Immunologic and virologic predictors of AIDS-related non-hodgkin lymphoma in the highly active antiretroviral therapy Era

Eric A. Engels, Ruth M. Pfeiffer, Ola Landgren, Richard D. Moore

Research output: Contribution to journalArticlepeer-review

78 Scopus citations


HIV-infected persons treated with highly active antiretroviral therapy (HAART) continue to have elevated risk for non-Hodgkin lymphoma (NHL). We conducted a retrospective cohort study of NHL among patients at an urban HIV clinic (N = 3025). Proportional hazards models identified immunologic and virologic predictors of NHL. Sixty-five NHLs arose during 1989 to 2006. NHL incidence declined over time. Nonetheless, 51 NHLs (78%) occurred within the HAART era (1996-2006). NHL risk increased with declining CD4 count (P trend < 0.0001) and increasing HIV viral load (P trend = 0.005). In a multivariable model, NHL risk was independently associated with both current CD4 count (hazard ratios 7.7 and 3.8, respectively, for CD4 counts 0-99 and 100-249 vs. 250+ cells/mm; P trend < 0.0001) and prior time spent with a viral load above 5.00 log10 copies/mL (hazard ratios of 3.4, 2.6, and 6.8, respectively, for 0.1-0.4, 0.5-1.4, and 1.5+ yr vs. 0 yr; P trend = 0.004). Although serum globulin levels were elevated compared with the general population, NHL risk was unrelated to this B-cell activation marker (P = 0.39). Among HIV-infected individuals in the HAART era, NHLs are linked to immunosuppression and extended periods of uncontrolled HIV viremia. The association with high-level viremia could reflect detrimental effects on immune function related to incompletely effective HAART or direct effects on B cells.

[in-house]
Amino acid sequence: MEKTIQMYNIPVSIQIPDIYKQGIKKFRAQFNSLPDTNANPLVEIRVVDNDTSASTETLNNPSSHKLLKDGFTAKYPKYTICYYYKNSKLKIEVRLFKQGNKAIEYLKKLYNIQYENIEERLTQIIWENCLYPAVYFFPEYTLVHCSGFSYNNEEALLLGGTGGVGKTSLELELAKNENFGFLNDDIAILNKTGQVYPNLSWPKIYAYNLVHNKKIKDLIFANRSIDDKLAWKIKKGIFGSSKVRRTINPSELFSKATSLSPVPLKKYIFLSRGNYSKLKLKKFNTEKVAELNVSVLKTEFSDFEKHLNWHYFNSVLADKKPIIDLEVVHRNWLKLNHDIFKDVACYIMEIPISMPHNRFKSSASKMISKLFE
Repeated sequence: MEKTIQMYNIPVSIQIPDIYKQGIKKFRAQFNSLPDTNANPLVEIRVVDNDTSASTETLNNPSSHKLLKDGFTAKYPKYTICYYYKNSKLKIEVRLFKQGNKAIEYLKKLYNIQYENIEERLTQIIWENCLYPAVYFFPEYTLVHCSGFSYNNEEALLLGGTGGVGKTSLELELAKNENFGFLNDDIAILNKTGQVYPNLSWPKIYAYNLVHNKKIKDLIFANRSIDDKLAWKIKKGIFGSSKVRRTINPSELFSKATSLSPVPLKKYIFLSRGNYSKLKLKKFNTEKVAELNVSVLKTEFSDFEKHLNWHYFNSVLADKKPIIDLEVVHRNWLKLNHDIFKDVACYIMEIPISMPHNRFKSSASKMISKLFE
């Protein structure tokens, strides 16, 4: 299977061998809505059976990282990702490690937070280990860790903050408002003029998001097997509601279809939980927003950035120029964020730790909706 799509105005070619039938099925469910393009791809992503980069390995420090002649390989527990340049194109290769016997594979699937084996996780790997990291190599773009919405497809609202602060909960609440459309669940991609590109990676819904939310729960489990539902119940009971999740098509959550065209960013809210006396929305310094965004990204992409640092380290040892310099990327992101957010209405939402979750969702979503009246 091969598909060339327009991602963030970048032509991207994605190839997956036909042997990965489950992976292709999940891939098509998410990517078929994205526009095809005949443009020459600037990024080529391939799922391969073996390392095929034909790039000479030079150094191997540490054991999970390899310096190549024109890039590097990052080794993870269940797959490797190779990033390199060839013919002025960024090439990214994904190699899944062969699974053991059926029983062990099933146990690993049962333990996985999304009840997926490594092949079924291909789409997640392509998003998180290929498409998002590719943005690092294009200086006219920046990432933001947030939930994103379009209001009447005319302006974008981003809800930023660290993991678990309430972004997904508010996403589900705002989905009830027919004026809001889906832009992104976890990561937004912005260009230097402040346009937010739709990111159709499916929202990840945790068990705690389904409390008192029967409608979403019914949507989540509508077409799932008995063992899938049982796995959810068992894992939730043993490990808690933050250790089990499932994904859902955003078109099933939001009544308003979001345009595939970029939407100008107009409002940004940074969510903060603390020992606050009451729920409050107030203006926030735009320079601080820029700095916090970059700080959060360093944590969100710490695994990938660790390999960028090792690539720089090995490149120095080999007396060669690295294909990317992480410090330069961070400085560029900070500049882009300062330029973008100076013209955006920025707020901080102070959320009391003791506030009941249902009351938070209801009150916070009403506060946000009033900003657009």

Original languageEnglish (US)
Pages (from-to)78-84
Number of pages7
JournalJournal of Acquired Immune Deficiency Syndromes
Issue number1
StatePublished - May 2010


  • Acquired immunodeficiency syndrome
  • Epstein-Barr virus
  • Human immunodeficiency virus
  • Immunosuppression
  • Inflammation
  • Non-Hodgkin lymphoma

ASJC Scopus subject areas

  • Infectious Diseases
  • Pharmacology (medical)


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